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One Beat Import


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3 used from CDN$ 60.33

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Product Details

  • Audio CD (Aug. 19 2002)
  • Number of Discs: 1
  • Format: Import
  • Label: Pony Canyon
  • ASIN: B00006BGPG
  • Other Editions: Audio CD  |  LP Record
  • Average Customer Review: 4.5 out of 5 stars  See all reviews (48 customer reviews)

Product Description

Product Description

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For all the noisy bluster involving plastic barrettes, thrift-store guitars, and caterwauling political catchphrases, Sleater-Kinney have always been pragmatic about their music. The group's self-titled debut got by on ferocity alone. But each successive release has exhibited a dramatic step forward as youthful exuberance gives way to melody and poise. One Beat is the trio's most assured work yet. A jubilant blast of tambourines, theremin, and Corin Tucker's rubber-band vocals usher in the spiky "Oh!," the Strokes' locker-room diffidence mingles with Sonic Youth's angular cool on "Prisstina," and the title track, all urgent wailing and power chords, rumbles with pure excitement. The rest of the album isn't far behind. --Aidin Vaziri --This text refers to an out of print or unavailable edition of this title.

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Customer Reviews

4.5 out of 5 stars
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Most helpful customer reviews

Format: Audio CD
This was the first Sleater-Kinney album I picked up, shortly after its release. I live in NYC and heard that this album dealt more or less directly with 9/11, which rather screwed with my head. This, of course, in no way makes me unique, but it basically meant that I was going on a review and nothing else. I had no idea what Sleater-Kinney was about, or their sound, or anything.
One Beat is a truly excellent album, the sort that makes you say, "I wish I wrote that," even if you're not a musician (I'm not). The lyrics of the fight songs are concise and honest, but the most striking thing about the album, especially if you're unfamiliar with S-K, is the way that Corin Tucker uses her voice almost like a percussion instrument, and the way that Carrie Brownstein sings backing vocals that are basically another verse being sung at the same time on many tracks. This is evident from the very first track, an immensely powerful song that was really unlike anything I'd ever heard 'til then. The album has some anti-war anthems on it, but the ladies really run the spectrum as far as topics go - one song rocks harder than you can believe, the next is a heart-breaking ballad (S-K is good for one tear-jerker an album, I've found), and the next a mellow rocker.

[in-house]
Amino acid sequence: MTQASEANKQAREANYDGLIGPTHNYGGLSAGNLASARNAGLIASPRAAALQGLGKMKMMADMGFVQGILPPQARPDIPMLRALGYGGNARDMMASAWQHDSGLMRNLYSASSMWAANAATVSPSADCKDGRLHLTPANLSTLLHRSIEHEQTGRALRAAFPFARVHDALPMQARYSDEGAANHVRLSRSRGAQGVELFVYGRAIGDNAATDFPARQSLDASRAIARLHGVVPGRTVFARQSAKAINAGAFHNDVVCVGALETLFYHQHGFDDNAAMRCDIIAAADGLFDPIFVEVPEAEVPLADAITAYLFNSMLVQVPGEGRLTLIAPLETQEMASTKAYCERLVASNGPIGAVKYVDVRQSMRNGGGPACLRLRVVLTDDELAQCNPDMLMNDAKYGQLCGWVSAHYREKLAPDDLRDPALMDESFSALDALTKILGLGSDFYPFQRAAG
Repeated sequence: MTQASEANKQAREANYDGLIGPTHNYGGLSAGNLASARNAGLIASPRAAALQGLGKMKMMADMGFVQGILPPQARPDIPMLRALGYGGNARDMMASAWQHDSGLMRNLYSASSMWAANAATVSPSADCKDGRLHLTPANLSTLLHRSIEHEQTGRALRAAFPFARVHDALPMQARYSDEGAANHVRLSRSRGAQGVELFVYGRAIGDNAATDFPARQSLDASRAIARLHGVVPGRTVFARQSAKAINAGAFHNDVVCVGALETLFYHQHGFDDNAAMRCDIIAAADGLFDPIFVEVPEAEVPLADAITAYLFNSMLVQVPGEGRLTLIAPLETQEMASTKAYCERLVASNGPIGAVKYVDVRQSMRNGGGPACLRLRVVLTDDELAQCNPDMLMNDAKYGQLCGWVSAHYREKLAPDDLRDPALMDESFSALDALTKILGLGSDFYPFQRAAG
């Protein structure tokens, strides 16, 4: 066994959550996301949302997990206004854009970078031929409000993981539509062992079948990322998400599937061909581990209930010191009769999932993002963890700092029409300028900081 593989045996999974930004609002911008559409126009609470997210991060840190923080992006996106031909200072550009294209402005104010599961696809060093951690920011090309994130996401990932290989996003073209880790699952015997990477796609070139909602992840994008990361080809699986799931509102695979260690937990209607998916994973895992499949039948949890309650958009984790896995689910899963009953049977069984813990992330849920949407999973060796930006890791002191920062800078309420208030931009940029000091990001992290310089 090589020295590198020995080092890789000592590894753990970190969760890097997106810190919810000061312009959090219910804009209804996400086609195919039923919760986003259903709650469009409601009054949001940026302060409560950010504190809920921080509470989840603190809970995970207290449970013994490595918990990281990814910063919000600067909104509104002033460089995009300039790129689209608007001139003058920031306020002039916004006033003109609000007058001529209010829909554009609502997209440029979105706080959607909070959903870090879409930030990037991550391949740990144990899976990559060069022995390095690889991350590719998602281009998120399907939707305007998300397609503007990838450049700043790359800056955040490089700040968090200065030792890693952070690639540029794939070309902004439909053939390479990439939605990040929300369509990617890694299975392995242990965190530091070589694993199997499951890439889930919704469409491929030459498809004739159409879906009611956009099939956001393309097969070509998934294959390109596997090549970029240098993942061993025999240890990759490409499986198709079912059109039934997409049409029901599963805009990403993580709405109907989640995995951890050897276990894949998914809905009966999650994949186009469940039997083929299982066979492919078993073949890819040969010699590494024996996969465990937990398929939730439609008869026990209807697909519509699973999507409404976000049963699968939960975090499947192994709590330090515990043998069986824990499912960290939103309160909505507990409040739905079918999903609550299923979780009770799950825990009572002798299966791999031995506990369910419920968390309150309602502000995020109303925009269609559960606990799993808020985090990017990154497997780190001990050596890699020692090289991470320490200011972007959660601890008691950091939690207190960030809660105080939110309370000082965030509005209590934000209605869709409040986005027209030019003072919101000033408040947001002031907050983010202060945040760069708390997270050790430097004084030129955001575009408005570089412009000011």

I listen to a lot of music, and I've got to say that One Beat is an album I recommend without hesitation. The ladies are touring briefly this spring, and then are planning a release later this year. One Beat is a world away, stylistically, from All Hands on the Band One (another good album, and one that many think is their best effort, but either I'm not getting it, or the fact that One Beat was my introduction to them has blinded me to the possibility that their earlier stuff was better - although Call the Doctor is another great album), and I'm looking forward to what their new stuff may be like.
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By Ham Sammich on Jan. 4 2004
Format: Audio CD
OK, so I'm not the best at reviewing albums to which I have an intense emotional attachment, but here goes nothing...
I bought Dig Me Out because it was a curiosity as to why I didn't own any Sleater-Kinney albums to date, based on my general taste. And loved it! I bought One Beat shortly after it came out, not having heard any criticisms-even amateur ones. Slowly, but surely, I began to love One Beat even more than Dig Me Out.